Thailand is not just a destination for bucket-craving backpackers or lovey-dovey newlyweds: the country has something to offer all types of travelers, including those who love being outdoors. It is home to some of the most stunning natural parks in the world, many of them found in the southern region. Here are the most beautiful national parks you need to visit in Southern Thailand.
Sprawling, green islands intertwined with royal blue and turquoise bays is what makes up the majority of Khao Sok National Park. The marine sanctuary looks almost too good to be true, with almost 460 square miles of pristine, tropical landscaping for visitors to enjoy. National parks do not get much more pristine than this one, and Khao Sok is apparently home to some of the oldest evergreen rainforest in the entire world. It is also one of the most easily visited national parks in Southern Thailand, and sits between some of the country’s most popular tourist destinations: Krabi, Phuket, Koh Samui, and Khao Lak.
Situated in the Gulf of Thailand is the Mu Ko Ang Thong National Park. The park consists of some 42 islands in total, and the area in which it covers is mostly water. Out of the 102 kilometers the park takes up, only 18 kilometers or so are actually made up of land from the random assortment of islands found here. This is great for the resident plethora of marine life. Mu Ko Ang Thong National Park was established in 1980 and its name literally translates to “Golden Bassin,” which is quite fitting considering its stunning makeup.
Though the island of Phuket is known as the Pearl of the Andaman, Mu Ko Similan National Park is certainly in the running for being one of the most stunning finds this side of the country. Established in 1982, this national park is located some 70 kilometers from the mainland, so it is certainly one of the most difficult parks to frequent. That being said, visitors will surely be pleased having made the trek once laying eyes upon the park, consisting of some nine or so islands. The Mu Ko Similan National Park is best known for its dive sites and the combination of vibrant and unique coral in addition to a wide array of marine life has divers traveling far and wide to explore this national park under the sea.
The Ao Phang Nga National Park was established in 1981. The 80s seemed to be a prime time in which many of these pristine wonders were proclaimed as the national parks they are today. Made up of 40 or so islands, this national park is sure to impress even the most avid of outdoorsman. Ao Phang Nga National Park is home to some of Thailand’s most stunning of natural features, including mangrove forests, limestone cliffs, and a number of caves. Visitors can make day trips here and explore in hope of finding their own strip of private beach to enjoy the scenery.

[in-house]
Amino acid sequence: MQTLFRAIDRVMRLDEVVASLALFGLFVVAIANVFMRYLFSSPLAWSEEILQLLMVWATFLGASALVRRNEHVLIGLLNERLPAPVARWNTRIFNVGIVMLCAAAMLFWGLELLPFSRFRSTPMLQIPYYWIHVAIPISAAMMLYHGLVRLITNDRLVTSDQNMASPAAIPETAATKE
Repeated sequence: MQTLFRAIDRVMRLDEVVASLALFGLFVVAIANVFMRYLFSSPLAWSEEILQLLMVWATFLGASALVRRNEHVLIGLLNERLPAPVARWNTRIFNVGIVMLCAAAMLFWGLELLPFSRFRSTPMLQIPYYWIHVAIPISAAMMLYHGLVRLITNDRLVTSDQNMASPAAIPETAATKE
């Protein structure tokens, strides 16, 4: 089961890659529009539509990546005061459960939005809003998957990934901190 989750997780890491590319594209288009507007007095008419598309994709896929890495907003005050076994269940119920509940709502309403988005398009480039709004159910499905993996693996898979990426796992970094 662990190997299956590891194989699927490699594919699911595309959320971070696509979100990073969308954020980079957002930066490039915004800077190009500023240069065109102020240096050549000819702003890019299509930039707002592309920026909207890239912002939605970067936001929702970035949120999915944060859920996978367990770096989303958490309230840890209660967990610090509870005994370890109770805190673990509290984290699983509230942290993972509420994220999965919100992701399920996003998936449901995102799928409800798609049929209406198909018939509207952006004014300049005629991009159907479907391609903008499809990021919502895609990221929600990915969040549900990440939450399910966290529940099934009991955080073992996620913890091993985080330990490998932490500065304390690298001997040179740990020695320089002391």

Khao Luang National Park is one of the largest in the south, covering some 570 kilometers. The park certainly has an abundance of natural wonders, however, it is most renowned for the many waterfalls found here. It is also home to the tallest mountain in the south of Thailand, which is what the park was actually named after. Khao Luang Mountain, one of the park’s most noteworthy features, stands at a whopping 1,835 meters above sea level. In addition to natural features, visitors can expect to see vibrant orchids, exotic birds, some different types of monkeys, and more. There are a few accommodation options found at the national park, should visitors want to stay for longer than a day.
Found in the Andaman Sea along with the Mu Ko Similan National Park is Tarutao National Marine Park. Spanning over some 1,490 kilometers, this park is made up of around 50 different islands, each one seemingly more stunning than the last. The park is so remarkable it was almost dubbed as a UNESCO World Heritage Site in the early 1990s. Unfortunately, it was rejected, however, it was earlier declared in 1982 as an ASEAN Heritage Parks and Reserves, which helps protects the abundance of marine and wildlife that reside in the pristine water of this national park. Visitors can make day trips to either dive or snorkel, and those wanting to spend a bit more time can opt for one of the accommodation options or actually camp out at the Tarutao National Marine Park. There is a ฿200 entrance fee into the park.
Do not let its size fool you: this small yet wondrous park is one of the most stunning of national parks in all of Thailand. Khao Chamao-Khao Wong National Park only covers some 84 square kilometers, but every inch of it is teeming with wonders including incredible waterfalls, remarkable caves, and an abundance of wildlife. The national park makes it easy for visitors to explore, as there are many hiking trails meandering its entirety. Some of the top destinations found at the Khao Chamao-Khao Wong National Park include the Khao Chamao Waterfall, Klong Pla Kang Waterfall, and the Khao Wang Caves.